Scottish Liberal Democrat MSP Tavish Scott has today written to the Information Commissioner to ask it to investigate allegations that special advisers have been interfering in the content of Scottish Government freedom of information responses and whether Cabinet Secretary John Swinney and his special adviser Colin McAllister wrongly withheld information.
Last June, ministers told Mr Scott during a debate that special advisors only assess responses for accuracy. Investigations by journalist James McEnaney have now uncovered evidence that special advisors interfering in the content of replies.
In the same debate the Parliament condemned the Scottish Government's approach to freedom of information and demanded an independent inquiry.
Mr Scott said:
“I am writing to the Information Commissioner to ask it to urgently investigate this serious matter.
"These new documents suggest that special advisors were interfering in the content of replies to freedom of information requests in the very same week that ministers told me and Parliament they weren't.
"If information scheduled for release into the public domain was withheld solely on the basis that a minister would “prefer” it was not released, it would seriously damage public confidence in their right to information.
"There can be no meddling of this nature. The public’s right to information is clearly defined in legislation.
"The Scottish Government has a duty to recognise and act on the vote in Parliament calling for an overhaul of its freedom of information practices. Sadly what we have seen this week is more evidence of the culture of evasiveness and secrecy that guides the Scottish Government's approach to open information."
Mr Scott's letter to the Information Commissioner is as follows:
Scottish Information Commissioner
KY16 9DS 8 February, 2018
Dear Mr Fitzhenry,
I write to bring to your attention an urgent need to investigate the role of Scottish Government ministers and special advisors in responding to freedom of information (FOI) requests.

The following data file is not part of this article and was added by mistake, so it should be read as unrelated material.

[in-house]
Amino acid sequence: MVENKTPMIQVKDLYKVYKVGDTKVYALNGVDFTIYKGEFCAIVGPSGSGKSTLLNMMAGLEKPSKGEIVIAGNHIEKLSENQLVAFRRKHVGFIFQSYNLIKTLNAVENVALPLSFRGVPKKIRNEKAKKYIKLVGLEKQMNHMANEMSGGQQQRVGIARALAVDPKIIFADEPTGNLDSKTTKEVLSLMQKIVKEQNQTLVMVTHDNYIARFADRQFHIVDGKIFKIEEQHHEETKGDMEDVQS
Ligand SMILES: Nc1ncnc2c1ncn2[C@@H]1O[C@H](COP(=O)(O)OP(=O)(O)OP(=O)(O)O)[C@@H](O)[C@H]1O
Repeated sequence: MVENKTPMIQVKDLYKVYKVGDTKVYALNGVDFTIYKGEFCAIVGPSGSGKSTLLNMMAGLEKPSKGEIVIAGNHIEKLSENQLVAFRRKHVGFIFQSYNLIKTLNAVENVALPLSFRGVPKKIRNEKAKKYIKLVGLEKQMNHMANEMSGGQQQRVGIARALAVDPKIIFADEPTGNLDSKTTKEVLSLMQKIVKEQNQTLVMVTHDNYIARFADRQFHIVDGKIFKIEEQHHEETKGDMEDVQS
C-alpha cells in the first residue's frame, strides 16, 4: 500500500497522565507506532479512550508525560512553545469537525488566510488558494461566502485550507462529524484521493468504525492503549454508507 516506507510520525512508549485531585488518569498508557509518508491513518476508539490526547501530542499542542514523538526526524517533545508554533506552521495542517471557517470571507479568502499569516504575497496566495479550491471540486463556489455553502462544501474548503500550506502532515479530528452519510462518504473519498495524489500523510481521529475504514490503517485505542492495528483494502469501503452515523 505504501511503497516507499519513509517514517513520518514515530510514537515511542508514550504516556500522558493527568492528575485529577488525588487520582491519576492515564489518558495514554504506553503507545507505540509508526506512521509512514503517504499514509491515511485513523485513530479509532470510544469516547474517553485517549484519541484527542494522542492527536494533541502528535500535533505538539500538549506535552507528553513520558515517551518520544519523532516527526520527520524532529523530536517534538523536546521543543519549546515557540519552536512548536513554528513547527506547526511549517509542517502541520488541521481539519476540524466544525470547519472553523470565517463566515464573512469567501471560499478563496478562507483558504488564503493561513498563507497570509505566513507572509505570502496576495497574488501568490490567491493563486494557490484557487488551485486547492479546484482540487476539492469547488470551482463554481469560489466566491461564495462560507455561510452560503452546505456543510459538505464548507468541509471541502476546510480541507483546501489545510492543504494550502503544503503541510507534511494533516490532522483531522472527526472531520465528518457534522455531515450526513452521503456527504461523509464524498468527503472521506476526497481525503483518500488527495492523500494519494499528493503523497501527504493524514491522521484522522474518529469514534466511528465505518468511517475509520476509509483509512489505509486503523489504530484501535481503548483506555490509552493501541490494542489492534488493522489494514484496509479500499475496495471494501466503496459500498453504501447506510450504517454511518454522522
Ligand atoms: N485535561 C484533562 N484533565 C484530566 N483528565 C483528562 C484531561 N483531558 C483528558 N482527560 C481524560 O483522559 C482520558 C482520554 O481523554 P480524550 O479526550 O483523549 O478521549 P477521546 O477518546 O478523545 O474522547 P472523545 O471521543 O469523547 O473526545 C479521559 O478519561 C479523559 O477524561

As you will be aware, the journalist James McEnaney has secured documentation detailing the involvement of ministers and special advisors in responding to an information request on their contact with Teach First. I understand that this information was received seven months after the information was first requested and only after the matter was referred to your office.
During the Freedom of Information Requests debate in the Scottish Parliament on 21 June 2017, I asked the Minister for Parliamentary Business, Joe Fitzpatrick MSP, this direct question:
I am grateful to the minister for giving way on the point about responding to the concerns expressed in the journalists’ letter earlier this month. One of those concerns is that requests are being screened for potential political damage by special advisers. Is that true?
No. Requests are all prepared by Scottish Government officials. Special advisers have a role in assessing draft responses for accuracy. [Laughter.]
These documents now suggest that, in the same week that ministers gave this assurance in Parliament, special advisors were interfering in the content of replies to freedom of information requests.
A government email dated 23 June 2017 suggests that documents scheduled for release were removed following the intervention of Colin McAllister, a special advisor.
A further email on 30 June indicates that Mr McAllister then made further requests which led to changes to the response issued to the applicant.
I believe that this shows that special advisors are involved in a greater role than simply assessing for accuracy the responses to information requests. I would ask for the details of what these amendments entailed to be published so that it can be clearly seen if they were appropriate and within the limits stated by ministers that week.
In addition, I request that you investigate whether there were grounds for John Swinney MSP, the Deputy First Minister and Cabinet Secretary for Education and Skills, to ask that four documents be removed from an information release, as indicated in the email of 30 June 2017.
If information scheduled for release into the public domain was withheld solely on the basis that a minister would “prefer” they were not released, it would seriously damage public confidence in their right to information.
The public’s right to information is clearly defined in legislation. As you know, it is an offence under Section 65 of the Freedom of Information (Scotland) Act 2002 to block or conceal a record held by an authority to prevent disclosure of records which an applicant is entitled to.
I am aware that you are at the assessment phase of conducting an investigation into the Scottish Government’s FOI performance, as set out in your letter of 2 February 2018 to the Minister for Parliamentary Business, Joe Fitzpatrick MSP. I believe that this new information raises serious questions about whether the government is following good practice and that it therefore merits your attention under Section 43 (3) of the Act.
Thank you in advance for considering this matter and I look forward to your response.
Tavish Scott MSP